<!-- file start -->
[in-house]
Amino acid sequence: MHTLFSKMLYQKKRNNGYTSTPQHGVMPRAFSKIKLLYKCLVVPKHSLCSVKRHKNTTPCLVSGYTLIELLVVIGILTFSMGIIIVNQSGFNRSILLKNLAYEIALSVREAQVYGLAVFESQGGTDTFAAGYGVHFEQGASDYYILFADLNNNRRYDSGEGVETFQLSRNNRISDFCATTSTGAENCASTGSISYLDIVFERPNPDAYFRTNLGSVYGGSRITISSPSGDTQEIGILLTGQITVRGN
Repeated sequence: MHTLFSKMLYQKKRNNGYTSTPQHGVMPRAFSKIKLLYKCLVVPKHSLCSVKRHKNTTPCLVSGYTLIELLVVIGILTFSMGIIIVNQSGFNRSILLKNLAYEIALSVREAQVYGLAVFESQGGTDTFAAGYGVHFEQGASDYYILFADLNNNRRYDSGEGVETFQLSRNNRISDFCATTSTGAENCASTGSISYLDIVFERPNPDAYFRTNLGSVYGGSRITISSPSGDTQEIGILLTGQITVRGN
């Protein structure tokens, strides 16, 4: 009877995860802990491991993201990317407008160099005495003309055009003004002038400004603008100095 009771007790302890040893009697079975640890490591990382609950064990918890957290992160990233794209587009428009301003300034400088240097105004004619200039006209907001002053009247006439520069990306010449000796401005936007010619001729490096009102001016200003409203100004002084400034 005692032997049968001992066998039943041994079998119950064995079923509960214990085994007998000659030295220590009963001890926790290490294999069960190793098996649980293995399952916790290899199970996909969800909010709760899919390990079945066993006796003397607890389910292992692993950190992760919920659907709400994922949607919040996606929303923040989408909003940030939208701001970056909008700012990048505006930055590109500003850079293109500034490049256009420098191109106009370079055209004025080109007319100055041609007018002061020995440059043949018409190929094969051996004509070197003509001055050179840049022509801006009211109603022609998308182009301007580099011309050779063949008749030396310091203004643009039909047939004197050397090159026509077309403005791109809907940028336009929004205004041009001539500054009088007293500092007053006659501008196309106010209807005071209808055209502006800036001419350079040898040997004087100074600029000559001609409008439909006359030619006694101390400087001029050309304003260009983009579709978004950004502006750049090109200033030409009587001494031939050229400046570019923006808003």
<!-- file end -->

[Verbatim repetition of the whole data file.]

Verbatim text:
[in-house]
Amino acid sequence: MHTLFSKMLYQKKRNNGYTSTPQHGVMPRAFSKIKLLYKCLVVPKHSLCSVKRHKNTTPCLVSGYTLIELLVVIGILTFSMGIIIVNQSGFNRSILLKNLAYEIALSVREAQVYGLAVFESQGGTDTFAAGYGVHFEQGASDYYILFADLNNNRRYDSGEGVETFQLSRNNRISDFCATTSTGAENCASTGSISYLDIVFERPNPDAYFRTNLGSVYGGSRITISSPSGDTQEIGILLTGQITVRGN
Repeated sequence: MHTLFSKMLYQKKRNNGYTSTPQHGVMPRAFSKIKLLYKCLVVPKHSLCSVKRHKNTTPCLVSGYTLIELLVVIGILTFSMGIIIVNQSGFNRSILLKNLAYEIALSVREAQVYGLAVFESQGGTDTFAAGYGVHFEQGASDYYILFADLNNNRRYDSGEGVETFQLSRNNRISDFCATTSTGAENCASTGSISYLDIVFERPNPDAYFRTNLGSVYGGSRITISSPSGDTQEIGILLTGQITVRGN
């Protein structure tokens, strides 16, 4: 009877995860802990491991993201990317407008160099005495003309055009003004002038400004603008100095 009771007790302890040893009697079975640890490591990382609950064990918890957290992160990233794209587009428009301003300034400088240097105004004619200039006209907001002053009247006439520069990306010449000796401005936007010619001729490096009102001016200003409203100004002084400034 005692032997049968001992066998039943041994079998119950064995079923509960214990085994007998000659030295220590009963001890926790290490294999069960190793098996649980293995399952916790290899199970996909969800909010709760899919390990079945066993006796003397607890389910292992692993950190992760919920659907709400994922949607919040996606929303923040989408909003940030939208701001970056909008700012990048505006930055590109500003850079293109500034490049256009420098191109106009370079055209004025080109007319100055041609007018002061020995440059043949018409190929094969051996004509070197003509001055050179840049022509801006009211109603022609998308182009301007580099011309050779063949008749030396310091203004643009039909047939004197050397090159026509077309403005791109809907940028336009929004205004041009001539500054009088007293500092007053006659501008196309106010209807005071209808055209502006800036001419350079040898040997004087100074600029000559001609409008439909006359030619006694101390400087001029050309304003260009983009579709978004950004502006750049090109200033030409009587001494031939050229400046570019923006808003």